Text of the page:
The vacuum of news on Xi, weeks before the 59-year-old is forecast to be anointed China’s next president, may be a sign of the severity of his condition, or divisions over how to present his absence. The public remains uninformed even of the date for the congress where the new generation of leaders, including Xi, is set to be announced.
Foreign Ministry spokesman Hong Lei said last week that the cancellations were a “normal adjustment” and when asked today, said he had “no information” about Xi.
Chinese stocks have risen since Xi canceled his meeting with Clinton, suggesting no sign of investor unease. The Shanghai Composite Index has risen about 4 percent since Sept. 5. The cost of insuring Chinese sovereign bonds against default fell to the lowest in more than a year yesterday, according to data provider CMA.
The questions are increasingly numerous. The answer remains as elusive as their subject.
China’s foreign ministry has spent a third straight day batting away queries on the whereabouts and health of the country’s vice-president and heir apparent Xi Jinping.
Linda Jakobson, East Asia programme director at the Sydney-based Lowy Institute, described the affair as “a debacle, not a crisis” for the party. “My hunch is that if this was a serious crisis we would see indications of it,” she said.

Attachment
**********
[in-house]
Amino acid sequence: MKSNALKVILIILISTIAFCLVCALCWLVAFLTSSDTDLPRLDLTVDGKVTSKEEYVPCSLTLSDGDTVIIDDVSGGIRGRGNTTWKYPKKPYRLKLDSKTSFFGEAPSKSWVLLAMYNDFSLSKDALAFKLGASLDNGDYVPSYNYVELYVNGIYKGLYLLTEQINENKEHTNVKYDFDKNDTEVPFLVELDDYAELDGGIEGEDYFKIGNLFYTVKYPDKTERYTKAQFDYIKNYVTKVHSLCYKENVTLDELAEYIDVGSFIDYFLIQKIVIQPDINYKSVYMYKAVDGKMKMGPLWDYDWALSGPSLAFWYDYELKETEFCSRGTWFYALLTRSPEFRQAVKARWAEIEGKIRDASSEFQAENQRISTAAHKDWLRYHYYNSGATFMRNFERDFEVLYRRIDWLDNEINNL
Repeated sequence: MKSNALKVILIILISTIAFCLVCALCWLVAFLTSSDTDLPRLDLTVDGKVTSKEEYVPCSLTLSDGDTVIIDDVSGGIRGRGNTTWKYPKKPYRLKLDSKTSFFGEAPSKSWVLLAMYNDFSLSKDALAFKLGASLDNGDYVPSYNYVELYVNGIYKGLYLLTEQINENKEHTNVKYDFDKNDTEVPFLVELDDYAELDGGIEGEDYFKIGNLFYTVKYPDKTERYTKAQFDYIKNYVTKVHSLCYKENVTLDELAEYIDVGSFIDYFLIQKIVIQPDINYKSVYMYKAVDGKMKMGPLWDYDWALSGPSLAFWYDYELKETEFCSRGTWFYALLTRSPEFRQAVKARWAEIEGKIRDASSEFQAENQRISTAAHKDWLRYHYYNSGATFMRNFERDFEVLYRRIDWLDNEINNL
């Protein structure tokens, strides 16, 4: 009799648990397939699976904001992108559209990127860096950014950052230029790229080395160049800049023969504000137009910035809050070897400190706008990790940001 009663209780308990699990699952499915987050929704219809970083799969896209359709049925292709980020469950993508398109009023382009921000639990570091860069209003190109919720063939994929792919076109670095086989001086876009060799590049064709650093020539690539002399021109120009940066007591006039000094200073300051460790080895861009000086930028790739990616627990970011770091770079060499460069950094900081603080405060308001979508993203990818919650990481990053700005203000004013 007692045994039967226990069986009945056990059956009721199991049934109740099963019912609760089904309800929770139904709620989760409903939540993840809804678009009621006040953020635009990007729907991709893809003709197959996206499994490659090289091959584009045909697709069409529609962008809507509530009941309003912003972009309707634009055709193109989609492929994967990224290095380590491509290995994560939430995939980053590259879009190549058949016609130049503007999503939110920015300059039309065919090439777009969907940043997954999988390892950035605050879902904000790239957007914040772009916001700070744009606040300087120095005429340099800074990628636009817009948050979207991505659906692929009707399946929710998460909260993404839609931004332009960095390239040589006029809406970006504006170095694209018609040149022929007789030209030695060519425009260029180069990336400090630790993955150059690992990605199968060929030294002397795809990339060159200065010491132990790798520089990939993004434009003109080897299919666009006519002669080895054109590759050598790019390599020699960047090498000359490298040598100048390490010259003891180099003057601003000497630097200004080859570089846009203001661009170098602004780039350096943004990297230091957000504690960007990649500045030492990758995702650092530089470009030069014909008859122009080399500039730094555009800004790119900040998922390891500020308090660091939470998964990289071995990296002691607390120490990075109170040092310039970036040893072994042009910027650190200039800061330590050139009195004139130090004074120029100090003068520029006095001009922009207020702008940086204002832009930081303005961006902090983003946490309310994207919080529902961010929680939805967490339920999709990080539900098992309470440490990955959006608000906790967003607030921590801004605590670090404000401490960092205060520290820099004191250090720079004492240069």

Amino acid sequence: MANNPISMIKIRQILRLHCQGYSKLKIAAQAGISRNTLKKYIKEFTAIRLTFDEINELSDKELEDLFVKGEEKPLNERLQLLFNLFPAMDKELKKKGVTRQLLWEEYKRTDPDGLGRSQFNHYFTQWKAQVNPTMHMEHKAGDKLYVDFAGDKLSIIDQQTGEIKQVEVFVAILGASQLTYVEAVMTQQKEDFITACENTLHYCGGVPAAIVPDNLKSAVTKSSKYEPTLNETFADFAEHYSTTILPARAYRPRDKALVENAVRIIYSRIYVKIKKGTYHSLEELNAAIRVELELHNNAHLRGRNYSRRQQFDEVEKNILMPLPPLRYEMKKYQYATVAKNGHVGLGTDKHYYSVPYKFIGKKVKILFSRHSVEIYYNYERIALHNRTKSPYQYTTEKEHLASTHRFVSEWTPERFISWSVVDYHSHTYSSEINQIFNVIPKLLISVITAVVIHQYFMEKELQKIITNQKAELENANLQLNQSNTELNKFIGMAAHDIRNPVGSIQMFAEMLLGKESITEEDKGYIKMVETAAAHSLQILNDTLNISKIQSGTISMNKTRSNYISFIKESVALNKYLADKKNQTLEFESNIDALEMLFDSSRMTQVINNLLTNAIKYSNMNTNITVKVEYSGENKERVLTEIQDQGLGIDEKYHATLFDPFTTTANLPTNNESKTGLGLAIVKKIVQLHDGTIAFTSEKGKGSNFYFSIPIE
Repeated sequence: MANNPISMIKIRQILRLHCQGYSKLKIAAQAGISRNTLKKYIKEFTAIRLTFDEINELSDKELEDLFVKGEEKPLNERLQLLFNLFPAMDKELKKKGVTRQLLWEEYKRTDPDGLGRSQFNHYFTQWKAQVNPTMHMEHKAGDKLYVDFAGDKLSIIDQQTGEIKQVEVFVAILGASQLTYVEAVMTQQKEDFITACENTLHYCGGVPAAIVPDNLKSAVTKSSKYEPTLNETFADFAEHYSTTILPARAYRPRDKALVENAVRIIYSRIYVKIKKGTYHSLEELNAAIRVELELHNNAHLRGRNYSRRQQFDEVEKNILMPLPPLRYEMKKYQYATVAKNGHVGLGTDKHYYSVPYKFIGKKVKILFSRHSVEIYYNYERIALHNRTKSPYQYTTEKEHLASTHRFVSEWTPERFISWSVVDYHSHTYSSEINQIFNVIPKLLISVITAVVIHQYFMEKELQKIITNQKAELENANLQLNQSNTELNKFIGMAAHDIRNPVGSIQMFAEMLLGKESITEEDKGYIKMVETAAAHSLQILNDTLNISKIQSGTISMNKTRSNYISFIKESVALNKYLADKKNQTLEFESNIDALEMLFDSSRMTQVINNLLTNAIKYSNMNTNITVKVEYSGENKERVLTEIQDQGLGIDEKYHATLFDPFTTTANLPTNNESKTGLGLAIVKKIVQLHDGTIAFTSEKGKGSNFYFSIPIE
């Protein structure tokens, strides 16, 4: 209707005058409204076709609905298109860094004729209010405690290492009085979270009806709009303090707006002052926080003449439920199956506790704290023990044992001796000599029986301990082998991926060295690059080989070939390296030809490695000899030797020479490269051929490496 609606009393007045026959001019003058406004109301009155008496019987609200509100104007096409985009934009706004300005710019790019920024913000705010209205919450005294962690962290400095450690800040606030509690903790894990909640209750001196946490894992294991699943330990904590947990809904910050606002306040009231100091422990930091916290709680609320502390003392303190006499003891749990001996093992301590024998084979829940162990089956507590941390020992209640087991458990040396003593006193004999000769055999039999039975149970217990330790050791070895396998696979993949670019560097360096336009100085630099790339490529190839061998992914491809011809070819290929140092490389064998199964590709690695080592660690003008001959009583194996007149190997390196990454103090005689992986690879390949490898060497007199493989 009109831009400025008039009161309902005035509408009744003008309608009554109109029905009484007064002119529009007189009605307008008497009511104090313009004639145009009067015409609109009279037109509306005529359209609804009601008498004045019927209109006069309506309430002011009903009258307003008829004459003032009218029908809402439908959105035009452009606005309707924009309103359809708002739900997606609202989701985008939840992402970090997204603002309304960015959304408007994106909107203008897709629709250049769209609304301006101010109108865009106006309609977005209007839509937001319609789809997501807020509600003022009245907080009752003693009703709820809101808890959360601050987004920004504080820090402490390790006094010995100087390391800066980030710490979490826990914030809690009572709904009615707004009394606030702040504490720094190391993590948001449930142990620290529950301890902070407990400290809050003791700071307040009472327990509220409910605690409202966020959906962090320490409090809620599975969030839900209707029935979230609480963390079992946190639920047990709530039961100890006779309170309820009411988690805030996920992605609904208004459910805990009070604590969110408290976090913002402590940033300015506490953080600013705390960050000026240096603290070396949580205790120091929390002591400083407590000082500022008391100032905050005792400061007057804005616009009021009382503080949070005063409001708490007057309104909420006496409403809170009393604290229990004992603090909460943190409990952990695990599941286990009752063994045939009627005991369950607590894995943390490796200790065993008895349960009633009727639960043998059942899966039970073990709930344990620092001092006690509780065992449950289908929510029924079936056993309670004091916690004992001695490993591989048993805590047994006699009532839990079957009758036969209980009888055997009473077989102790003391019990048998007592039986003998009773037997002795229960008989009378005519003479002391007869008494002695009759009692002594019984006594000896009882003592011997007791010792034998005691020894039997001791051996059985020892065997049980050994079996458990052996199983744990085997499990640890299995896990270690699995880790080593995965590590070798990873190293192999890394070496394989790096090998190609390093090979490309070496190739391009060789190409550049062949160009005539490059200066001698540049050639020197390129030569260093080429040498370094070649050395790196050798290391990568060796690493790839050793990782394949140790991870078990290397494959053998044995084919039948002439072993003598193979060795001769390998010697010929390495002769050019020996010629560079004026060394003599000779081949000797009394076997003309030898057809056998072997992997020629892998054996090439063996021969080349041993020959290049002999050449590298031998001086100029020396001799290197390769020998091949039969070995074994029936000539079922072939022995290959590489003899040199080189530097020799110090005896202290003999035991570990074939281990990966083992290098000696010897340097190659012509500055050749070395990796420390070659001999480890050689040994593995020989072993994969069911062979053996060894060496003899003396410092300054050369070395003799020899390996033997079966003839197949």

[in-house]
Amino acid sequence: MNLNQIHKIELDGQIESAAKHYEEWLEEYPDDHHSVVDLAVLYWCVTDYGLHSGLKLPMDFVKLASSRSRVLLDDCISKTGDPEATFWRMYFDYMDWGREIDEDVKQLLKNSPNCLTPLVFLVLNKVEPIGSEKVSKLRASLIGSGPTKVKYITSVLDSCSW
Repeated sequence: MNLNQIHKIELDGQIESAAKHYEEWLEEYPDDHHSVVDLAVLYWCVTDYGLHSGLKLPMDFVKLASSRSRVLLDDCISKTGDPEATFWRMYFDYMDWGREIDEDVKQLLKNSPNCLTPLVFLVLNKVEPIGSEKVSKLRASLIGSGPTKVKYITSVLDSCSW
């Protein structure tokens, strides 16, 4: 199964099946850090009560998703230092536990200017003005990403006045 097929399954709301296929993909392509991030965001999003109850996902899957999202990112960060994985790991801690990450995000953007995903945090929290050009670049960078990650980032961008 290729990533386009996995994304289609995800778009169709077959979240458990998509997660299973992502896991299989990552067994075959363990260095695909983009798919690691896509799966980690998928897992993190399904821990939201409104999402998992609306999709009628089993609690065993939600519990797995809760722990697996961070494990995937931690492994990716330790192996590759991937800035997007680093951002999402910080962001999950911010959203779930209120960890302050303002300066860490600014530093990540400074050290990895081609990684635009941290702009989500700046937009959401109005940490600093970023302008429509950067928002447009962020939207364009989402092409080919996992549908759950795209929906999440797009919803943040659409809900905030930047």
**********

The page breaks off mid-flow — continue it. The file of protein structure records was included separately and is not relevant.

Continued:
There is no sign of increased security in the Chinese capital and top leaders have continued to travel. Some have surmised that Xi must have a conspicuous injury or illness, so that releasing photographs or video of him would raise further questions.
Jakobson said that was possible. “But equally plausible would be that the people in charge of this issue are so set in their ways, and feel the state of the Chinese leaders is no one else’s business, that they feel there is no need to produce a photograph – even if it would put to rest all these questions,” she added. “From my experience, the senior officials in charge of propaganda and communications tend to be the most old-fashioned, conservative and hardline people within the bureaucracy.”